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Ralph Goodale: Canadian Minister of Public Security Offers a Slap in the Face to Palestinians and a Pat on the Back to Netanyahu

Dear Minister Goodale,

I am writing to you on behalf of the United Network for Justice and Peace in Palestine and Israel. We are a network composed of members and friends of the United Church of Canada.

The installation of Gov. General Julie Payette reminded us of the importance of signs and symbols. Remembrance Day reminds us of Canada’s history of support for peace and justice internationally.

Recently you attended a meeting in occupied East Jerusalem. This was a symbolic pat on the back for the Netanyahu government and a slap in the face to the Palestinian people.

As you are aware, in December, the UN Security Council passed SC 2334 that chastised Israel for its ongoing violations of the Fourth Geneva Convention in relation to the expansion of settlements in the West Bank and further incursions of the wall beyond the Green Line.

Your meeting occurred shortly after the Israelis demolished four elementary schools in Palestine. In response, the Belgian deputy Prime Minister condemned this action, “By undermining such humanitarian projects, Israel contravenes its international obligations as an occupying power.”

These actions by the Israelis are tantamount to collective punishment targeting vulnerable Palestinian children and will inflame tensions for generations to come and represent a further violation of the Fourth Geneva Convention.

As a former human rights observer in the West Bank, I witnessed on a daily basis Israeli violations of international human rights and humanitarian laws. It was especially disturbing to witness the intimidation tactics of the Israeli military against Palestinian children including arresting and putting on trial children as young as 12 in Military Courts.


– Would you please explain why you breeched diplomatic protocol by meeting in East Jerusalem? After all, would you have met with Russian officials in the Russian occupied sections of Georgia?

– Alternatively, does your government reject the concerns of the Security Council outlined in SC 2334?

– Further, do you as Minister of Public Safety, believe we actually have anything to learn with respect to public security from the only nation in the world that prosecutes 12 year old children before Military Courts?

This Canadian government needs to stand up for human rights around the world – especially for the rights of children.

Peace, Paix, Salaam, Shalom,

Rev. Steve Berube

Chair: United Network for Justice and Peace in Palestine and Israel



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Letter to Chrystia Freeland Re Khan Al Ahmar and Susiya

Sept. 23, 2017

The Hon. Chrystia Freeland,

Minister: Foreign Affairs – Canada

Dear Minister Freeland,

I am writing to you as chair of the United Network for Justice and Peace in Palestine and Israel (UNJPPI), a network of members and friends of the United Church of Canada, to ask you to urgently apply diplomatic and public pressure to stop the imminent demolition of the Palestinian villages of Khan Al Ahmar and Susiya in the occupied West Bank.

The Israeli newspaper Haaretz reported that all 42 homes and businesses in Khan Al Ahmar received demolition orders on February 19, 2017. The village has taken their case before Israeli courts. Final court hearings for the communities are due on September 25 (for Khan Al Ahmar) and October 1 (for Susiya) during which the judges are expected to authorise the demolitions, which could take place as soon as the next day.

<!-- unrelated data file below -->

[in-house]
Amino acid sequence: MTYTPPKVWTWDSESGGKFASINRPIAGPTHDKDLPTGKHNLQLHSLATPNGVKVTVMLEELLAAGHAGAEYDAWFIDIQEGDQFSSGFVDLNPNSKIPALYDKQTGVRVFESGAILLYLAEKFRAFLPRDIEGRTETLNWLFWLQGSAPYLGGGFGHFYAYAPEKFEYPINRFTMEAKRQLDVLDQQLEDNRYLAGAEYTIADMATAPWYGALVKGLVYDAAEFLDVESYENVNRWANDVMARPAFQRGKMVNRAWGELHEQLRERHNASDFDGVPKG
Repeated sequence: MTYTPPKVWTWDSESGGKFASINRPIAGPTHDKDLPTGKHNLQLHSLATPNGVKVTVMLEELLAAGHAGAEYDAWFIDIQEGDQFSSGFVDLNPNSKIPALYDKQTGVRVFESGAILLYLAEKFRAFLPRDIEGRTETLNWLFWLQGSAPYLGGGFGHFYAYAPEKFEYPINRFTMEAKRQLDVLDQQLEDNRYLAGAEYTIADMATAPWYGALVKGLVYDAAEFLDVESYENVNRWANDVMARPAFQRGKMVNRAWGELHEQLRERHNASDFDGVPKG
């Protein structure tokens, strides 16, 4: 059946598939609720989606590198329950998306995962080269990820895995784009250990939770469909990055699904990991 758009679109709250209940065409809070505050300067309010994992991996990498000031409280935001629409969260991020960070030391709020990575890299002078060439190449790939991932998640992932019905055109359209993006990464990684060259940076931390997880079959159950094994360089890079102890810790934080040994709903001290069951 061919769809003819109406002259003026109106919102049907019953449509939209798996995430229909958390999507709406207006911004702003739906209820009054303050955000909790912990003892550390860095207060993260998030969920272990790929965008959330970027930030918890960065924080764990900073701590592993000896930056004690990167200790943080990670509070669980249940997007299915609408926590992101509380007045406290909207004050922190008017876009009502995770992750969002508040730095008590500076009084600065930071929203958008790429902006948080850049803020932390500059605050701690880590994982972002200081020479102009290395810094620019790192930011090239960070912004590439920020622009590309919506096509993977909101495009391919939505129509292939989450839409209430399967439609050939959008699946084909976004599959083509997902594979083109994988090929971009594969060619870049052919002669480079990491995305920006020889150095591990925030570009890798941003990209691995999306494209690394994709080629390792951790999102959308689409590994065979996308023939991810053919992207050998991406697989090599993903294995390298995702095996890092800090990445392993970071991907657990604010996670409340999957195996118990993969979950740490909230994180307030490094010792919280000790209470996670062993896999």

In 2013, I served as a human rights observer in Palestine and Israel on behalf of the World Council of Churches. On one of my visits to Khan Al Ahmar in 2013, I was privileged to take the First Secretary at our embassy in Tel Aviv, to meet some of the people in the village.


Khan Al Ahmar survives without water, electricity and other basic infrastructure in “third world” conditions. Meanwhile water, gas and electrical lines for a nearby illegal Israeli settlement living in “first world” conditions are immediately adjacent to the village as shown in my photo below.


Demolitions and forcible displacement of Khan Al Ahmar, Susiya and similar communities are a gross violation of the Fourth Geneva Convention:

– This forced relocation is a form of collective punishment in violation of Article 33.

– Article 49 prohibits all forcible transfers of civilian populations by an occupying power.

– Article 50 obligates the occupying power to ensure the proper working of all institutions devoted to the care and education of children. The demolition orders also target schools in these villages. For your information, beyond these villages, Israel has recently demolished three other schools in the occupied Palestinian territory.

– Article 53 prohibits the destruction of personal property by an occupying power unless it is rendered absolutely necessary by military operations.

Further, this action can be construed as an act of systematic oppression by the Israeli government committed for the purpose of establishing and maintaining domination by one ethnic group over a different ethnic group. This is prohibited under the International Convention on the Suppression and Punishment of the Crime of Apartheid: Article II (d).

Beyond the legalities, demolitions of entire villages leave hundreds of children, like the ones in the pictures from Khan Al Ahmar, and their families homeless.



According to Haaretz, Israeli authorities have confirmed that this widespread issuance of demolition orders is unprecedented, and is a declaration of intention in advance of an attempt to evacuate the entire village.


Morally and ethically, this action by the state of Israel is reprehensible, repulsive and repugnant. Our government, as a High Contracting party to the Fourth Geneva Convention is obligated to do all in its power to prevent this violation of international law. Further, this action flies in the face of SC 2334 by the Israeli government. This represents yet another major obstacle to the peace process .